Setting records can be much harder than it looks. In this age of big budgets, high technology, computer simulation and exotic materials, it can take some doing to convince people that doing something new was in fact difficult – not to mention dangerous.

Take the Solar Impulse round-the-world flight project. After six legs and a couple of solar-powered endurance records, weather forced a diversion to Japan; there, the wait for a weather window stretched to a month before opening up to allow a five-day, five-night hop to Hawaii – and a new record.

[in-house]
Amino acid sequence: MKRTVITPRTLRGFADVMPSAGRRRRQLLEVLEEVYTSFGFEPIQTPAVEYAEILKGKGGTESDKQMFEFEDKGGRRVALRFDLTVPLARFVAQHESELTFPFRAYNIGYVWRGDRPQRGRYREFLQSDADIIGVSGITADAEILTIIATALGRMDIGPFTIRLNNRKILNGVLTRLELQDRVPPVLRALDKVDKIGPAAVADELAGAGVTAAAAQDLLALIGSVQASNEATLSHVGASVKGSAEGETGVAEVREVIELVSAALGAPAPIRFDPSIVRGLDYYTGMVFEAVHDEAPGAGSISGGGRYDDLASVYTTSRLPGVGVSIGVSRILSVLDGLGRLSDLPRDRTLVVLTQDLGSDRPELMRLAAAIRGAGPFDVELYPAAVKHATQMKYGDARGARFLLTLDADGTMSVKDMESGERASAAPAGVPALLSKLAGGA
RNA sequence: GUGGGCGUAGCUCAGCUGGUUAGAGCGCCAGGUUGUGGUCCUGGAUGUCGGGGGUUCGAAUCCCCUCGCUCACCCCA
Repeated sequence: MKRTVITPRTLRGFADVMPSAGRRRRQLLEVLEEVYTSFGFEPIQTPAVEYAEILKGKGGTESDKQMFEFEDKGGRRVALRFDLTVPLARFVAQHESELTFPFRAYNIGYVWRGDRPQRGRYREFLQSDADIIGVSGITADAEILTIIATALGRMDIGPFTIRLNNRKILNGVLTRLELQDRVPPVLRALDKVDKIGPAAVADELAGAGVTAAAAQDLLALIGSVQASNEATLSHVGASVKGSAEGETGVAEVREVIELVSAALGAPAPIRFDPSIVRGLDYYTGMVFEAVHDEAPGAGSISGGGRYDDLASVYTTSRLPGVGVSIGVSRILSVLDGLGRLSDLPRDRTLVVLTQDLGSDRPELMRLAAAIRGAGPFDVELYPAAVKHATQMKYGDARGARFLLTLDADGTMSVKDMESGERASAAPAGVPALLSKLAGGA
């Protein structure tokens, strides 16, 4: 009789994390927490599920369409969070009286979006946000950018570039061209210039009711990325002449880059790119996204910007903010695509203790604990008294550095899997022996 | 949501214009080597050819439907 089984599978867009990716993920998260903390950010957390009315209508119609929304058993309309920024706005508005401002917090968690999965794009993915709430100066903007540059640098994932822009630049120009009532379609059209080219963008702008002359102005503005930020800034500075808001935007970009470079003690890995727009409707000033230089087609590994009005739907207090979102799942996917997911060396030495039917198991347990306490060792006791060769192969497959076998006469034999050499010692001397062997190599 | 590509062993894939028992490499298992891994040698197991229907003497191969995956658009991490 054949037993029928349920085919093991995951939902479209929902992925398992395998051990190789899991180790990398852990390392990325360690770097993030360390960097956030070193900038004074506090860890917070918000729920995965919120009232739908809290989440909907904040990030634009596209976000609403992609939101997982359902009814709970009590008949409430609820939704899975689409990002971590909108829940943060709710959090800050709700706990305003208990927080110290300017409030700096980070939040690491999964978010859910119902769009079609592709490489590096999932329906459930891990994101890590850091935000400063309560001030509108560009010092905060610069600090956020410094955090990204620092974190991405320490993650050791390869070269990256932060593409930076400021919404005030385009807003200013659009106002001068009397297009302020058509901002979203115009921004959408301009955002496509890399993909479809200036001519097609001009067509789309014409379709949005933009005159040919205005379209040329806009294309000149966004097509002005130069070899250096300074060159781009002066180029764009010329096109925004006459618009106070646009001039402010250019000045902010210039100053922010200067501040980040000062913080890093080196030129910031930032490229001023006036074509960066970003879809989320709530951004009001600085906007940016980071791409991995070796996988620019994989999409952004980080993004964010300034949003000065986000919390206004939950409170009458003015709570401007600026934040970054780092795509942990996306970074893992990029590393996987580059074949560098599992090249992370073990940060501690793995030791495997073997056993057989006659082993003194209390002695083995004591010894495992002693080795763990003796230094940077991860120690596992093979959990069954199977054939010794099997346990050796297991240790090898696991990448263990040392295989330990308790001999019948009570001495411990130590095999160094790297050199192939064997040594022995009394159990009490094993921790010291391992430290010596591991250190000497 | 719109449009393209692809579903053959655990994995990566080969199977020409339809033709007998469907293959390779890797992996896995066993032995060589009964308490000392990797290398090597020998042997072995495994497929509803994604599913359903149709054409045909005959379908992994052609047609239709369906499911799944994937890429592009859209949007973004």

Following the flight via the internet conveyed little of the anxiety that must have accompanied pilot André Borschberg who, it emerged on arrival, was flying on batteries terminally damaged by the stress of the flight. Had it all gone wrong, he would likely have been all right with the inflatable life raft, satellite beacon and radio that Amelia Earhart would have liked to have carried.

Or, consider Didier Esteyne. His first electric-powered English Channel crossing looked easy, at least when viewed through the eyes of Louis Blériot – who saw fog and the unknown, rather than speedboat escorts, carbonfibre and modern meteorology.

But to compare today’s record breakers with barnstorming pioneers is to miss the point, which is very much not the human thrill of it; what matters now is to do things better, more safely, cleanly and reliably.

Source: Flight International